Edith Tsabetsaye Sleeping Beauty Turquoise Ring

$2,400.00

1 Available

Zuni Sleeping Beauty Turquoise Ring

Zuni Sleeping Beauty Turquoise Ring handmade by the world renown artist Edith Tsabetsaye. This remarkable ring features hand cut sleeping beauty turquoise set in sterling silver. The ring is size 7 but can be sized on request for an additional charge.

Edith Tsabetsaye

Edith Tsabetsaye is famous for her intricate needlepoint designs. She is collected all over the world for her extraordinary work. Edith perfected her domed cut needlepoint stones, a very labor intensive and demand to detail process. It took us almost a year to get this necklace with matching earrings from her, a pieced that requires an incredible amount of time to make. You will be amazed by all of the swirls and the perfectly matched Sleeping Beauty Turquoise stones. Each Arizona rock is the exact blue, size, and shape. She dangles the six piece necklace from a mirror shined sterling silver handmade chain and surrounds the cluster work with silver drops and twist wire. Zuni is known for many influential artists, but really only one name comes to mind when you think of needlepoint, Edith Tsabetsaye. This is a very collectible piece and one that is hard to find, you might want this for your museum collection.

Sleeping Beauty Turquoise

The Sleeping Beauty Mine, located in Globe, Arizona, is an active mine producing a wide range of turquoise that is highly prized for it’s solid soft blue color, with little or no matrix. The color of the turquoise ranges from a deep royal blue to a light sky blue. The mine originally was worked for copper and gold but during the last four decades it has produced gemstone quality turquoise in quantities to satisfy the commercial market. In general, the miners lease portions of the “dumps” and sort turquoise from there.

There is a small town in south central Italy, near Naples, famous for its cameos. Their needs for huge quantities of this material over the years have always kept the supply down and demand high. The clear blue is reminiscent of old Persian turquoise, and is without doubt the most preferred and prized by Europeans, both for cameos as well as in bead or jewelry form.

There is a sister mine nearby, called the Bluebird, that produces some of the world’s most beautiful azurite. This material is a copper oxide and also contains malachite, crysacolla as well as a mineralized copper or cuprite. This is a rare and undervalued gem stone that has all but disappeared from the marketplace.

History of Native American Jewelry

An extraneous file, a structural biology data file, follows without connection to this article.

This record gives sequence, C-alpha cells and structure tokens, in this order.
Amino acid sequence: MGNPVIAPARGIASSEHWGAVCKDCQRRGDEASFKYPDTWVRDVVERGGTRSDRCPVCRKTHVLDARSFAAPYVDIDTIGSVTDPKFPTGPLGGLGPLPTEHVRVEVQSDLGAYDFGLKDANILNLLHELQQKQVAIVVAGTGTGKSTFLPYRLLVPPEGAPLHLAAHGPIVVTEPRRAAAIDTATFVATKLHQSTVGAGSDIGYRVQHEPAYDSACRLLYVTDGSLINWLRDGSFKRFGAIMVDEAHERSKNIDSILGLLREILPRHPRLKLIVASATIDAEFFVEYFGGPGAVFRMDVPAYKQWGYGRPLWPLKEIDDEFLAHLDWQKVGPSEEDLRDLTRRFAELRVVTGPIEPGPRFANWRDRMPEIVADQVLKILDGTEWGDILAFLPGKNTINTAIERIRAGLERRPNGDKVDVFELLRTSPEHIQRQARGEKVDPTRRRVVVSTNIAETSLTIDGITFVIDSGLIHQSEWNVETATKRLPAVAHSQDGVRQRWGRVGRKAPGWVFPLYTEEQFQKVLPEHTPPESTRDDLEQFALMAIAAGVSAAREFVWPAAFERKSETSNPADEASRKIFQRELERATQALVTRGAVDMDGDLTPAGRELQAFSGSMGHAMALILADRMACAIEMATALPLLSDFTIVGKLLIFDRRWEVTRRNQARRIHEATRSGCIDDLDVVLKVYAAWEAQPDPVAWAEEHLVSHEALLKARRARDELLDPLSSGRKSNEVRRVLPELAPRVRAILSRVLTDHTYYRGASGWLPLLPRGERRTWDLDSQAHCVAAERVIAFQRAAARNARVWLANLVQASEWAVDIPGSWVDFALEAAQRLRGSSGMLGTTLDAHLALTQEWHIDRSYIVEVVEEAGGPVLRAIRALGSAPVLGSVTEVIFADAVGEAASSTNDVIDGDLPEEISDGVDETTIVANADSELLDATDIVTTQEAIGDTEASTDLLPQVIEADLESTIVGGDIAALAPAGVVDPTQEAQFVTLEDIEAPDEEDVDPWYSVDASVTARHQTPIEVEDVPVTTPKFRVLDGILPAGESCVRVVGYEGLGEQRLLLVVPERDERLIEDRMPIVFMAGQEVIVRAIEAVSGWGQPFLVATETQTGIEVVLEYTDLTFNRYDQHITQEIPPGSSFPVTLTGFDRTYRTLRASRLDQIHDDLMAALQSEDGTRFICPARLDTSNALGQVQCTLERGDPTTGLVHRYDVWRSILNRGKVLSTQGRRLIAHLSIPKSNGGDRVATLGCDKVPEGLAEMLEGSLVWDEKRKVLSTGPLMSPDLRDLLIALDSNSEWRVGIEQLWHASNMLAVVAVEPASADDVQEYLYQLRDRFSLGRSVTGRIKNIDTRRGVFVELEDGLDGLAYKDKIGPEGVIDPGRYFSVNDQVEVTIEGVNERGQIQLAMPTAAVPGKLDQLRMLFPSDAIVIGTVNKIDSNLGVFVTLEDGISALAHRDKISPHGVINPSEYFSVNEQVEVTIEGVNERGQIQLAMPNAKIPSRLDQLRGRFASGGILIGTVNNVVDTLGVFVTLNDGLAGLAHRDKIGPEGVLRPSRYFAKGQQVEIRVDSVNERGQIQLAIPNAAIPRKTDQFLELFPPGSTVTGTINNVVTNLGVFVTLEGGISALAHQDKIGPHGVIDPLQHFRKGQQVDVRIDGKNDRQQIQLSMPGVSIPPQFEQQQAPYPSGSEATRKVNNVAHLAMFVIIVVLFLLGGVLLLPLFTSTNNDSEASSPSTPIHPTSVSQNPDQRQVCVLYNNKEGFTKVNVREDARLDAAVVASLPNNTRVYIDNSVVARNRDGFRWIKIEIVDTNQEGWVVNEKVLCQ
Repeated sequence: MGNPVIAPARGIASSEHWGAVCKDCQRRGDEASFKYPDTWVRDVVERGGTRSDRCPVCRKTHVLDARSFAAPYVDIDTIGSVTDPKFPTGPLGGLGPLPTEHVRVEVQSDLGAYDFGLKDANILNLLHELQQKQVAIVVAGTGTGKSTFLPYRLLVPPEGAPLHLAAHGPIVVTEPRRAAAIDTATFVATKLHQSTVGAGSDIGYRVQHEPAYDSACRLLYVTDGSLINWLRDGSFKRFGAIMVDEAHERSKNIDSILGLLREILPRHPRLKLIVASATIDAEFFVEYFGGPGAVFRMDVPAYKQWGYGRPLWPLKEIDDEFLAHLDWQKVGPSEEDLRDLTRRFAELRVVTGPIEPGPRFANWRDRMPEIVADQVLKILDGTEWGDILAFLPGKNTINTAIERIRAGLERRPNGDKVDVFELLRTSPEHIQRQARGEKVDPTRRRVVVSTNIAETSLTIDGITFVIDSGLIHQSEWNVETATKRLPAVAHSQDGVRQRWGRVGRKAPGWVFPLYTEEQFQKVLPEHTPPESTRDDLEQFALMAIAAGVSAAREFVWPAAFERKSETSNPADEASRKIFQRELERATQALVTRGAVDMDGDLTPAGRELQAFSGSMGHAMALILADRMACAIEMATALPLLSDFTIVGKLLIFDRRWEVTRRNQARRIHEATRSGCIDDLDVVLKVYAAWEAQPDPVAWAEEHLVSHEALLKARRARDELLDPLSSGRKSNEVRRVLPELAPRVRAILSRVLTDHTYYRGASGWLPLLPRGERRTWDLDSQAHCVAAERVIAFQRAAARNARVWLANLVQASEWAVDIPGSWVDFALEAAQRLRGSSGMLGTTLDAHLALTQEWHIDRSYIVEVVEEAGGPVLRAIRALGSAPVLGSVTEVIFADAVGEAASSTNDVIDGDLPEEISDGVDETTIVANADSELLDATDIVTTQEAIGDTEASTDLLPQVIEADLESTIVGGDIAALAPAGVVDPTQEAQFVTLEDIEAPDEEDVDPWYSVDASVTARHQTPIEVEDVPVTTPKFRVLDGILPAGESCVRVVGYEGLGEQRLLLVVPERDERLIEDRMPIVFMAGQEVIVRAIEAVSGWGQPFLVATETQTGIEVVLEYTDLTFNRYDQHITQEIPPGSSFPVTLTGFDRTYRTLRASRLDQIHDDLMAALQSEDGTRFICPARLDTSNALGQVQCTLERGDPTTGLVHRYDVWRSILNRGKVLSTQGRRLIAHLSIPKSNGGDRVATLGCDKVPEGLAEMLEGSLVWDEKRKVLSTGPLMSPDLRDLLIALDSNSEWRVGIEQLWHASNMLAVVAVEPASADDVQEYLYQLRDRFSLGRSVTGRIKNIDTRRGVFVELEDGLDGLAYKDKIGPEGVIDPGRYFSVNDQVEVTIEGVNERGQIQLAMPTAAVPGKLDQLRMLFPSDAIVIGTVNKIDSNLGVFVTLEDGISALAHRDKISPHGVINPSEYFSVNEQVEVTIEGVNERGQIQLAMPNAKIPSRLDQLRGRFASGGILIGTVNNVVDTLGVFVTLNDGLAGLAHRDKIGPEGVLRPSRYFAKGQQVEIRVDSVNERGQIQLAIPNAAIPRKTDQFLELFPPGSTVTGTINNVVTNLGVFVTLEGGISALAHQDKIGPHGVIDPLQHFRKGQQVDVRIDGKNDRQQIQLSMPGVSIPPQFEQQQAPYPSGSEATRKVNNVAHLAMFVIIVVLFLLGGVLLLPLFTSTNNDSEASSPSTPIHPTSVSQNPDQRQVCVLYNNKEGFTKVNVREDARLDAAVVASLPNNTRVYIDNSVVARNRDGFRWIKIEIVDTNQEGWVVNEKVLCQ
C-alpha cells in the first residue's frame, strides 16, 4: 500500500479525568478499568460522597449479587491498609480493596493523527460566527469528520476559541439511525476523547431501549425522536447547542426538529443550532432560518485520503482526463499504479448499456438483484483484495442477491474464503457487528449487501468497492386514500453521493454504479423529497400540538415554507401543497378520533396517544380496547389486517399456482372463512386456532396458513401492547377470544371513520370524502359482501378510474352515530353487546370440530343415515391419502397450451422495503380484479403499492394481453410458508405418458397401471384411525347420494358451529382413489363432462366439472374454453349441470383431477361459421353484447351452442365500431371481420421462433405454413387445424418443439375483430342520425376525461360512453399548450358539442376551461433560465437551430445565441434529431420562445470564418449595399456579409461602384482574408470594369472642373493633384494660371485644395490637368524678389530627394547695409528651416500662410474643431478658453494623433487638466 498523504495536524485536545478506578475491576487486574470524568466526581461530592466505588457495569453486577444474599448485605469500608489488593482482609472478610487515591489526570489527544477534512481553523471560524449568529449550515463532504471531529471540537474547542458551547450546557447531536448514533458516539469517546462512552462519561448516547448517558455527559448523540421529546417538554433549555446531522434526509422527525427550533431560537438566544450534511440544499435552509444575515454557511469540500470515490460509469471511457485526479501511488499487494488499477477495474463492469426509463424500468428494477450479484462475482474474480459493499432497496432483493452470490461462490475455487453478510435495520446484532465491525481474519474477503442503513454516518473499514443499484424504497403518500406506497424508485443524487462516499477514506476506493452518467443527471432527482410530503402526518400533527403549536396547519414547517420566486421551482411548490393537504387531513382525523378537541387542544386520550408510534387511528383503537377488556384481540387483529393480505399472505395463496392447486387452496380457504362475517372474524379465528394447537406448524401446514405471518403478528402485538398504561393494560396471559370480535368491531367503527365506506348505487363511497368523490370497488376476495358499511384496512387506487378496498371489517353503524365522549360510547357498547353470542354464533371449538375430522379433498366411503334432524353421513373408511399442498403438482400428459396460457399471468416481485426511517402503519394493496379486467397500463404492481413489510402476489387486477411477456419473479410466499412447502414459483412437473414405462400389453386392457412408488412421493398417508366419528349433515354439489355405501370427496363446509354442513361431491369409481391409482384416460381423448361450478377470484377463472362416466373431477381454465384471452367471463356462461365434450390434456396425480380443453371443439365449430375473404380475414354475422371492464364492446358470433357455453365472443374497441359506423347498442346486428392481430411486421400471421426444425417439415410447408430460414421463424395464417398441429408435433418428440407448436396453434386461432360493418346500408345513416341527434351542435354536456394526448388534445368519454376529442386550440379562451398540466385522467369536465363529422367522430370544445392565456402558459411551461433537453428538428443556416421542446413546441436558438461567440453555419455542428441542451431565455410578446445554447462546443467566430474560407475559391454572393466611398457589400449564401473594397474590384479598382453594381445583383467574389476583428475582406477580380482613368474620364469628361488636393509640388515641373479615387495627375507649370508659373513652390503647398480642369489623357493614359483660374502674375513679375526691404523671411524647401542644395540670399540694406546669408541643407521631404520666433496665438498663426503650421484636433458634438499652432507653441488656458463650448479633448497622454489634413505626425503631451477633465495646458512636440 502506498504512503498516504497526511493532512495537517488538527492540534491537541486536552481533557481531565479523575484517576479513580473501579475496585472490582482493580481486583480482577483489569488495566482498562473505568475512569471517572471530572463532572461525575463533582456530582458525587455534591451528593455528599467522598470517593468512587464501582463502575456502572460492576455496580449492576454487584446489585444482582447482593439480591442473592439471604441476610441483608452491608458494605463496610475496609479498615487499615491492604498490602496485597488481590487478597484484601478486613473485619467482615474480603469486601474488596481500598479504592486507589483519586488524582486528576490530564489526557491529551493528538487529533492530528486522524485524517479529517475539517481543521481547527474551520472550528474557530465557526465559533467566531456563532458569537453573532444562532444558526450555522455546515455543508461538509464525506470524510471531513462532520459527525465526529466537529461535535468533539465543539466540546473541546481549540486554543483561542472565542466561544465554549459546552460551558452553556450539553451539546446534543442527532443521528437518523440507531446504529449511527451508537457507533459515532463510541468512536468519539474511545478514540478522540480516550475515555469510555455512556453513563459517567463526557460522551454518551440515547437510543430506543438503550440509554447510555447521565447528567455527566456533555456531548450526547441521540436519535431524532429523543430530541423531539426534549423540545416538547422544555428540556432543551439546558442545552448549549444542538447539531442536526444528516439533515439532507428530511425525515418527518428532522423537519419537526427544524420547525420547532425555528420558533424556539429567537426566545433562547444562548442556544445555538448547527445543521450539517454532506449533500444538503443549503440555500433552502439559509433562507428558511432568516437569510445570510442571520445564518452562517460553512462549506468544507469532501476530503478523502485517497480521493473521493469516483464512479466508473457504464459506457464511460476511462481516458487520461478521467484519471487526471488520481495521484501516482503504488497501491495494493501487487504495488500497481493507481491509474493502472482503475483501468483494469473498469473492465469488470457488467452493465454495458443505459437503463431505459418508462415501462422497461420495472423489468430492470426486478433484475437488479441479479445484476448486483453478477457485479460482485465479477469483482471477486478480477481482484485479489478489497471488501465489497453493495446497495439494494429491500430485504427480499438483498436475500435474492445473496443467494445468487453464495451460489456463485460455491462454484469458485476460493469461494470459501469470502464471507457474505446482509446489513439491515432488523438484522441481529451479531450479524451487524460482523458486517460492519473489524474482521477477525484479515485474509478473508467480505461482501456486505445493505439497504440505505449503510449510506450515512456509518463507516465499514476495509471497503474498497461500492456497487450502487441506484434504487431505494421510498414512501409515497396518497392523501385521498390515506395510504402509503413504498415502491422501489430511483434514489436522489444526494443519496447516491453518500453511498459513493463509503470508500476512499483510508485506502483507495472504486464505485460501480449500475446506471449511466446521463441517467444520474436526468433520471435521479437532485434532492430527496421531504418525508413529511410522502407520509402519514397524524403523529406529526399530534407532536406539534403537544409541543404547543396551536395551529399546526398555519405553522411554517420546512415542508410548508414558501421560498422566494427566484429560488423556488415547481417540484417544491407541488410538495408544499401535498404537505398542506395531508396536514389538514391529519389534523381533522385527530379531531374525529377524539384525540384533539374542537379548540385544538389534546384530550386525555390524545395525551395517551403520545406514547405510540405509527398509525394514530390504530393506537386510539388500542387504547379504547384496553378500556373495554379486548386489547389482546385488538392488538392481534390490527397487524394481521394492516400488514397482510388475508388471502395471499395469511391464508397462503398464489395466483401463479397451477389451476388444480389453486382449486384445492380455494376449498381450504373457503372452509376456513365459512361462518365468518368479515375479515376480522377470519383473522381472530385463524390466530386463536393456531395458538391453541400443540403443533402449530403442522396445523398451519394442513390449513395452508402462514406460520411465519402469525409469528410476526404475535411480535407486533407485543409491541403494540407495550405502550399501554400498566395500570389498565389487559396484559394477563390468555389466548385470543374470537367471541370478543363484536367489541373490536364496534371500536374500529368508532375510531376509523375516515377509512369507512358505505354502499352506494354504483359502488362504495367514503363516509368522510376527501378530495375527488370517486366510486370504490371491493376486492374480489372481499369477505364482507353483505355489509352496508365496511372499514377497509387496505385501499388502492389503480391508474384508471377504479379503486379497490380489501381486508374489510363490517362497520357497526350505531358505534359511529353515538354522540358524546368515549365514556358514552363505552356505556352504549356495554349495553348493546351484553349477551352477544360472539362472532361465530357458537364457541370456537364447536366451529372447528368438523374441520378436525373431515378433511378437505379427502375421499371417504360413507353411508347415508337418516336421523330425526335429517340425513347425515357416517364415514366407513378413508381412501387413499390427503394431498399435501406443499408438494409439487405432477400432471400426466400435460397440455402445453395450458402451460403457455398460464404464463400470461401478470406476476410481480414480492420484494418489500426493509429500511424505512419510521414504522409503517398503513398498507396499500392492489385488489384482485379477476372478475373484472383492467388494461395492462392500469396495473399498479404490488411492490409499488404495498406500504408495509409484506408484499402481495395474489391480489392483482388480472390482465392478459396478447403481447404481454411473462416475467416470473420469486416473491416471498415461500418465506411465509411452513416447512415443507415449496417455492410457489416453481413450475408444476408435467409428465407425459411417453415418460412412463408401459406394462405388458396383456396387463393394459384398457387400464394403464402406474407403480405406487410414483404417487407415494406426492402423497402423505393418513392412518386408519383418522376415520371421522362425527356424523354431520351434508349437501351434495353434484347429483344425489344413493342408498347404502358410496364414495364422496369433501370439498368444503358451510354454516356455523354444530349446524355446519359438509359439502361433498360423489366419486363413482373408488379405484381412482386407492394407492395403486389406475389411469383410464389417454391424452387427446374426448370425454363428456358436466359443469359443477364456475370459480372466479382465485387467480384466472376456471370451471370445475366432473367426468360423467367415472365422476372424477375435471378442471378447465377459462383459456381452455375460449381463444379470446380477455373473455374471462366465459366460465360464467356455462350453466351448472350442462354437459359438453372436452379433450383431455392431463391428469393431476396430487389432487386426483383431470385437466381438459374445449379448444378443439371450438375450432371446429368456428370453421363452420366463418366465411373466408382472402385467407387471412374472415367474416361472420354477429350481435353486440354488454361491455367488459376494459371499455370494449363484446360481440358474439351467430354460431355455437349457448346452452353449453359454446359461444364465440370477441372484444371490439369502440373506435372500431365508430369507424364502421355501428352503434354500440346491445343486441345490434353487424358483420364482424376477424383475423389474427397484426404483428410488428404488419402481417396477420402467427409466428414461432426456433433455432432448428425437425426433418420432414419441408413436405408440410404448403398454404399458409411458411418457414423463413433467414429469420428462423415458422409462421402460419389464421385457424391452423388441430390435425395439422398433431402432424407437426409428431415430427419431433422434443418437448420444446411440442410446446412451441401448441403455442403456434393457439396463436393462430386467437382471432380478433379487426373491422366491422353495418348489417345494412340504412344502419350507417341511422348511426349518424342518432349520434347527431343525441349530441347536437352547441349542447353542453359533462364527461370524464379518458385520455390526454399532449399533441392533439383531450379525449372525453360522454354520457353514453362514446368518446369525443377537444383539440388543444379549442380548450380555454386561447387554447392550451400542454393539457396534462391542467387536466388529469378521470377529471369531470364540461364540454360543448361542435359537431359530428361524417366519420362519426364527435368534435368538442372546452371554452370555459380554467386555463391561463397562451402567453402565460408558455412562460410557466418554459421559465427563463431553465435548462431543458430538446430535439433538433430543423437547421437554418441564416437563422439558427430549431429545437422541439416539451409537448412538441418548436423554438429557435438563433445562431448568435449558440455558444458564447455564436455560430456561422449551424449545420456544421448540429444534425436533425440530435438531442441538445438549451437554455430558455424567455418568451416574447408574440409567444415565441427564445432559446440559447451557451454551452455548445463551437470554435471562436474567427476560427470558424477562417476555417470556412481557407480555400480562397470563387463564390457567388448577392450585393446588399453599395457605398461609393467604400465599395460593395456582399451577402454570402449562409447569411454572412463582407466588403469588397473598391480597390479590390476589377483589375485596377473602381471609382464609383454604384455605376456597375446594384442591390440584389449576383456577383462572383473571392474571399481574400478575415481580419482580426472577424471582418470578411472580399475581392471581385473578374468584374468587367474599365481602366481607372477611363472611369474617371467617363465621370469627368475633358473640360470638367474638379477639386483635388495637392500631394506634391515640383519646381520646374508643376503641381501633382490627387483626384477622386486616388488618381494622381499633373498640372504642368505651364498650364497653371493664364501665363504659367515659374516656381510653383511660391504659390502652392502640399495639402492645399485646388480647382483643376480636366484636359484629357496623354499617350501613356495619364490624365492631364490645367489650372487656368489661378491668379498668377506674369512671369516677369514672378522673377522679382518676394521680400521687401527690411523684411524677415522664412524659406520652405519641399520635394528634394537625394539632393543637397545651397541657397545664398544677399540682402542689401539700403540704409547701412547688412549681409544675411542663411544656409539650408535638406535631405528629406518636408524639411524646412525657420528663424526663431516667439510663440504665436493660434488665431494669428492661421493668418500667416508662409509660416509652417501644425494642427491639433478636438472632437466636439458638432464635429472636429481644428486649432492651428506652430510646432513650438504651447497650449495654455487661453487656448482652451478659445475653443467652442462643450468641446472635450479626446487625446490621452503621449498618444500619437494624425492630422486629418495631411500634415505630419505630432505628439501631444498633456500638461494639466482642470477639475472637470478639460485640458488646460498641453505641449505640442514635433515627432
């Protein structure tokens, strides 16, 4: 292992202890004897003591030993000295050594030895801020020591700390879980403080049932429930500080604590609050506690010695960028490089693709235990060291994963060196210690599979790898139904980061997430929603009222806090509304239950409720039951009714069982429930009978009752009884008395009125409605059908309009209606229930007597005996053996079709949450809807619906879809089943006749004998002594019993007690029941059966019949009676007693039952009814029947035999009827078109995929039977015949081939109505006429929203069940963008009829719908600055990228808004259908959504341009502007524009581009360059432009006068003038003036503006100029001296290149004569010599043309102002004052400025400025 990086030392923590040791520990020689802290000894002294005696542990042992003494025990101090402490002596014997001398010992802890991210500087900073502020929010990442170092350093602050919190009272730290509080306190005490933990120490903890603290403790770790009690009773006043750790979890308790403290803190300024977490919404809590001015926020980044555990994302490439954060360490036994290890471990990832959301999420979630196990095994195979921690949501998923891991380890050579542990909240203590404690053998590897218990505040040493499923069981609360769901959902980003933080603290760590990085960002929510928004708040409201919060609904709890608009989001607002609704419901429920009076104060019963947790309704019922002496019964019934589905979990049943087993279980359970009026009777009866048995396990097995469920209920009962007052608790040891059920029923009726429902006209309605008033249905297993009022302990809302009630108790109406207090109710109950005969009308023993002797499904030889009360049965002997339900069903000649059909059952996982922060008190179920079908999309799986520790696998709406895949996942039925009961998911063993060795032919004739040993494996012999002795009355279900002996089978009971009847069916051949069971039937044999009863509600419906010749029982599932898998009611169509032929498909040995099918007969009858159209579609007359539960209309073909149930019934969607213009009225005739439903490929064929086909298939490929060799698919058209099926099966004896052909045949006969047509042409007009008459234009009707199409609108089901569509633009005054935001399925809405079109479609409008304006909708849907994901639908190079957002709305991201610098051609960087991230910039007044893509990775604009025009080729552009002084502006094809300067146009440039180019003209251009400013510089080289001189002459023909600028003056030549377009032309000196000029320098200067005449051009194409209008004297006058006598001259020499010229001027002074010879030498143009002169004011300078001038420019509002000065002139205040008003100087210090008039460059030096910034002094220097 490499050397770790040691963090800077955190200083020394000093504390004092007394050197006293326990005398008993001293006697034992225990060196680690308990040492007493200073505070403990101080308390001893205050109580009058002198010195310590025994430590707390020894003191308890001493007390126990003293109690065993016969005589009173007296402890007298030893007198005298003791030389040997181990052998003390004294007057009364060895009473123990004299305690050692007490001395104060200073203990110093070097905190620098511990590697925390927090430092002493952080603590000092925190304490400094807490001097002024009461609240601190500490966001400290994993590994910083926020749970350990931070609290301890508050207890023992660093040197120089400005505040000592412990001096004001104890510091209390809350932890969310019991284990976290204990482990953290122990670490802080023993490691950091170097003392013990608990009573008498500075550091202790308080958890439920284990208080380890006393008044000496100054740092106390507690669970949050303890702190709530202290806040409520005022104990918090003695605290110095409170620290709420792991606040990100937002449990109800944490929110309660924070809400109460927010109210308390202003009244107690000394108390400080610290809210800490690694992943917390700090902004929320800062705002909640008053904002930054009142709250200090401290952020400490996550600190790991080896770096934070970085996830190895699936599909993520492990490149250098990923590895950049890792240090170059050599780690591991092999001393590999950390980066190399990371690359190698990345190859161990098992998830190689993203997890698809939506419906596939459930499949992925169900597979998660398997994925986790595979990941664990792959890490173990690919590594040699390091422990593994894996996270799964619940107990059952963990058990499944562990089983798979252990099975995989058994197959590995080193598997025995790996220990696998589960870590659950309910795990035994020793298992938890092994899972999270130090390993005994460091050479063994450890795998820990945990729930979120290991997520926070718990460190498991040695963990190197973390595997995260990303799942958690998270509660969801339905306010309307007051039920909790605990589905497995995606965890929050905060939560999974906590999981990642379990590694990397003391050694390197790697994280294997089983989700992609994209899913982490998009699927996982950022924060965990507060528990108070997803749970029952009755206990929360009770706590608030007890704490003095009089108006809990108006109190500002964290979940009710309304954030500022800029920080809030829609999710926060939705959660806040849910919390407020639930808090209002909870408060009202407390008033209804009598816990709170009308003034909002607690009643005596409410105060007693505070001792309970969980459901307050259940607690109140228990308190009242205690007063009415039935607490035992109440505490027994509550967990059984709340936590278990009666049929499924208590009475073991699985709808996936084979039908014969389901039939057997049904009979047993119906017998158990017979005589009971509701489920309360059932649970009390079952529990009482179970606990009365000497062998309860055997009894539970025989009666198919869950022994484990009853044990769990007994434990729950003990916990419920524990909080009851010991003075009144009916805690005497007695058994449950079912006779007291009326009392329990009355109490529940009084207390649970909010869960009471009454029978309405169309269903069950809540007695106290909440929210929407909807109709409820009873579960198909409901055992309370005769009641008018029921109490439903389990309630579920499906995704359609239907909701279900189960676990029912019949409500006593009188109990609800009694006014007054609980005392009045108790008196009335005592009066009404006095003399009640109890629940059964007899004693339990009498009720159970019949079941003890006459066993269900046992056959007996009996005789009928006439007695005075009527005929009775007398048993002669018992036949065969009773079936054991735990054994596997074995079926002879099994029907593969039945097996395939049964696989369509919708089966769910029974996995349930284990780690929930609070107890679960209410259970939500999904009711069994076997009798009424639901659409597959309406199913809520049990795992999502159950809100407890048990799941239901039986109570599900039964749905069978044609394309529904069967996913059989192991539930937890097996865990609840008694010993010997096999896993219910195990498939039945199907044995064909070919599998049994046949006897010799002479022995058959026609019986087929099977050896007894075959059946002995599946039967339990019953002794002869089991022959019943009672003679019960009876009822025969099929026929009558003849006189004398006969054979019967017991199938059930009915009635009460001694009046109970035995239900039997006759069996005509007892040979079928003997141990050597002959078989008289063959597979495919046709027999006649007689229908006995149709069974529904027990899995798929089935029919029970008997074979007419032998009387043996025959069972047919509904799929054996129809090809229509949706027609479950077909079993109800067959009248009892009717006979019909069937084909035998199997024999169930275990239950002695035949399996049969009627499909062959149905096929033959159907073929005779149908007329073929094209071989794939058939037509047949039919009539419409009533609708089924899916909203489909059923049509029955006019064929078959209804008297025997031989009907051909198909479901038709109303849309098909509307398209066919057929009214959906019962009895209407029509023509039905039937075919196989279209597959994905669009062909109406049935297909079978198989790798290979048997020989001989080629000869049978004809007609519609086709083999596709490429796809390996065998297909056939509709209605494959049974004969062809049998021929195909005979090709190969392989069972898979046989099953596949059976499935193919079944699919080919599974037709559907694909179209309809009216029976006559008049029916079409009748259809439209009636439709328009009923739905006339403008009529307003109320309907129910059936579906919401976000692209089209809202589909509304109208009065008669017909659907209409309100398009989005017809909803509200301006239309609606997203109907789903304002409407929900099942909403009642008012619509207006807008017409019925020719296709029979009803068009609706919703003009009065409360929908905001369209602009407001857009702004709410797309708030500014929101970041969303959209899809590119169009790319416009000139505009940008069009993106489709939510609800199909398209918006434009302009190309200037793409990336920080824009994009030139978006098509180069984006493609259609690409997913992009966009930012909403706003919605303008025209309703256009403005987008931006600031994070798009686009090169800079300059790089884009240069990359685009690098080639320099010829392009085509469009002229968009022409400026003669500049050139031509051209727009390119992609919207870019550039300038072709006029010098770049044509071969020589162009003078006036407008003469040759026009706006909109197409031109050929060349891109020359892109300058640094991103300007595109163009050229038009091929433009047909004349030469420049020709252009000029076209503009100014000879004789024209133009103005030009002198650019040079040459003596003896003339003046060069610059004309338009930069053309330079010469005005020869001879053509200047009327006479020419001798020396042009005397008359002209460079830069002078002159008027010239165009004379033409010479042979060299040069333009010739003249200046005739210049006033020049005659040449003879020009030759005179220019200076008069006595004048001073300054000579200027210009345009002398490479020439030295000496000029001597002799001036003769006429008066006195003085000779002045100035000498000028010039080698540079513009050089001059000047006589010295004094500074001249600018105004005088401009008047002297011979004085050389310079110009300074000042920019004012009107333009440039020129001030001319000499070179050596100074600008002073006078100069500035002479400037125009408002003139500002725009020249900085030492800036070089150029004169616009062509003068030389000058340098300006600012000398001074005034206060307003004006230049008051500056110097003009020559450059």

The History of Native American Jewelry is deeply rooted in the culture of the American Southwest. Certain historical processes have given American Indian jewelry a strong presence in today’s modern style. The use of Turquoise is by far the most influential aspect of ancient Indian jewelry used in modern western fashion. Archeological evidence supports the theory that stones, which include turquoise, shells, and carved fetishes, predate the Christian epoch. Turquoise that was found in Hohokam excavations in southern Arizona has dated back to 200 B.C. Even older in central Mexico, approximately 600-700 B.C., and in South America about 900 B.C.

Native American Jewelry has a unique past. Knowing that story is the key to understanding the Indian jewelry styles of today. Native Americans started making silver jewelry in the late 1800’s when the Spaniards came, making jewelry, ornaments for their horses and trinkets for barter. But the Indian jewelry made before this time provided the foundation for their own style. Although the tribes and their styles vary, some common themes persist. There is significant evidence of beaded Turquoise jewelry. Turquoise and shell, paired with feathers would be strung and hung from every place possible. Yarn, leather, and sinew were woven into patterns and incorporated into necklaces, bracelets and clothing with the stones and shell. Other unique, beautiful items from nature would be included as much as possible. In Arizona this jewelry dates back over 2300 years, during the Hohokam era. Metal was rare but not out of the picture entirely. Some archeologists suggest gold and silver was worked by certain tribes in North America during this ancient time but its use would have been limited. Gold and Silver was worked by the Native peoples of Mexico and Central America since the time of the Aztec, so its possible Native American tribes living in the southwest region could be aware of metal working in some way much earlier than the Spanish arrival. It is even difficult to put a date on just when the Native Americans started making silver jewelry after the Spanish arrival. Some authorities will say the 1870’s some the 1890’s.